A rare diamond 

Recently our household acted as a temporary rescue centre to an escaped  Diamond Dove native to Australia this bird had escaped from its aviary  and very nearly paid the ultimate price as it suffered a glancing blow from the Sparrowhawk which frequently considers our garden its hunting ground. Fortunately however apart from shock the little bird suffered no obvious physical injury and after spending the afternoon recovering in the living room, through the power of the internet was later reunited with a very relieved owned the same night.
Photo: The latest rescue edition to the household a Diamond Dove, it just survived a Sparrowhawk attack and is now being helped its recovery
A very lucky bird !

British Birds : Green Woodpecker

Five facts on the Green Woodpecker 

1) Green Woodpeckers predominantly on the ground where short grass offers ideal feeding opportunities. While they can be found in Wales, Scotland and England they can't be found in Ireland.

2) The diet of this species of woodpecker is almost exclusively made up of ants, using its powerful beak to destroy ant colonies but will take a variety of other invertebrates.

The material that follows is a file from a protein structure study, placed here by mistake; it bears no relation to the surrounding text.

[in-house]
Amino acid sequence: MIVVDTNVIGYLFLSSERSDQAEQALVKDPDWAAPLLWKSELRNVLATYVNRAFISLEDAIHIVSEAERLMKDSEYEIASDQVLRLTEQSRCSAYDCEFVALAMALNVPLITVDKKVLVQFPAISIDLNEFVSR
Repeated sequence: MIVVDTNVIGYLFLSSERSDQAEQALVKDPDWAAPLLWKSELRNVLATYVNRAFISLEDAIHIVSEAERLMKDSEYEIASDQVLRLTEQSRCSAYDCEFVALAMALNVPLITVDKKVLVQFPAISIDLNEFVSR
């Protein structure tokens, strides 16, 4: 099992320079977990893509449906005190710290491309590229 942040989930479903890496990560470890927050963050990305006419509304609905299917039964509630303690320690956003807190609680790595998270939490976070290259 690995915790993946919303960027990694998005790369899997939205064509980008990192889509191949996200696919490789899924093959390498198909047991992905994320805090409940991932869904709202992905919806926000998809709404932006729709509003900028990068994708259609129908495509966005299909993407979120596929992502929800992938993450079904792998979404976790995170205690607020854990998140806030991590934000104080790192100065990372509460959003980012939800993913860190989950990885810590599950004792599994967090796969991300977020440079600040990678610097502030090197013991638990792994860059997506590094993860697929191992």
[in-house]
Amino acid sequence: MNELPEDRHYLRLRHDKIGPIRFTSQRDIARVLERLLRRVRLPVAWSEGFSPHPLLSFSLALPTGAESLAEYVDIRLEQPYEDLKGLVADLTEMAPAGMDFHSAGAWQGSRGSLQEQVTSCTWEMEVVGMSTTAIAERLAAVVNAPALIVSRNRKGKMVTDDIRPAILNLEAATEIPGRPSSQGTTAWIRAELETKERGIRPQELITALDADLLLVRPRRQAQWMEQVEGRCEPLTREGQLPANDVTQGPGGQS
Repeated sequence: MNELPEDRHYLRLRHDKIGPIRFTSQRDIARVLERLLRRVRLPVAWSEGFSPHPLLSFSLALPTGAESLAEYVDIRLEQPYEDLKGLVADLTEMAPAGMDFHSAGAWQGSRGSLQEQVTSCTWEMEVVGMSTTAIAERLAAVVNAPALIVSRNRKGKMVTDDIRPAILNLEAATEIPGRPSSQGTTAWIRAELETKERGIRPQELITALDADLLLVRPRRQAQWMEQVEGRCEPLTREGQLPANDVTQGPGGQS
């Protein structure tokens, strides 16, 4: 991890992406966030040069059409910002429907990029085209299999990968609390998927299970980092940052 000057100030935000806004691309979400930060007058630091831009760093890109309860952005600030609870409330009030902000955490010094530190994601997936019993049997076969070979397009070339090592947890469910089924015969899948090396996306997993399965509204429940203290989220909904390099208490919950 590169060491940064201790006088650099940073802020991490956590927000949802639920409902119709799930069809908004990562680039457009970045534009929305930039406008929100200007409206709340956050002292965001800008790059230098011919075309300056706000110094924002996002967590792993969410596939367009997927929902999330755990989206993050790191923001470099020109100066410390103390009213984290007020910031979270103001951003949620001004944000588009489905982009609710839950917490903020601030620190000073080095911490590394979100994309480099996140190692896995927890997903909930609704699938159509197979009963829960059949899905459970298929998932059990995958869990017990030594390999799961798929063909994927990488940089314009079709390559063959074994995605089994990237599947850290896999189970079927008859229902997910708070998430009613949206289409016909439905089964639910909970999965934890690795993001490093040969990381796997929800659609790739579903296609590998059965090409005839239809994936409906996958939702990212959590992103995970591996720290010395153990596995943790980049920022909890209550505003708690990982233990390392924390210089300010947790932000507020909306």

3) Eggs are usually 31 by 23 mm in size and  clutches will typically be made up of 4-6 eggs. The incubation period lasts 19-20 days with fledgling taking place between 21 and 24 days.

4) The Green woodpecker is the largest of the three woodpecker species in Britain Lesser and Greater Spotted Woodpeckers being the other two.

5) The Green Woodpecker's conservation status is listed as amber with 52, 000 breeding pairs in the UK.
Facts courtesy of the RSPB and British Trust for Ornithology.


Extinct Section part 1: Tyrannosaurus Rex

In my view this section could only start one way, featuring a dinosaur which has captured the imagination and starred in films for many decades most famously of all the Jurassic Park trilogy of course it is one of most infamous meat eaters to ever walk the planet - Tyrannosaurus Rex, Tyrant Lizard . Debate is strong about how much of this enormous dinosaurs diet was through predation  and how much was made up through scavenging behaviour, however what has been agreed on both sides of the debate is that T-Rex was incredibly opportunistic taking both live prey and scavenging.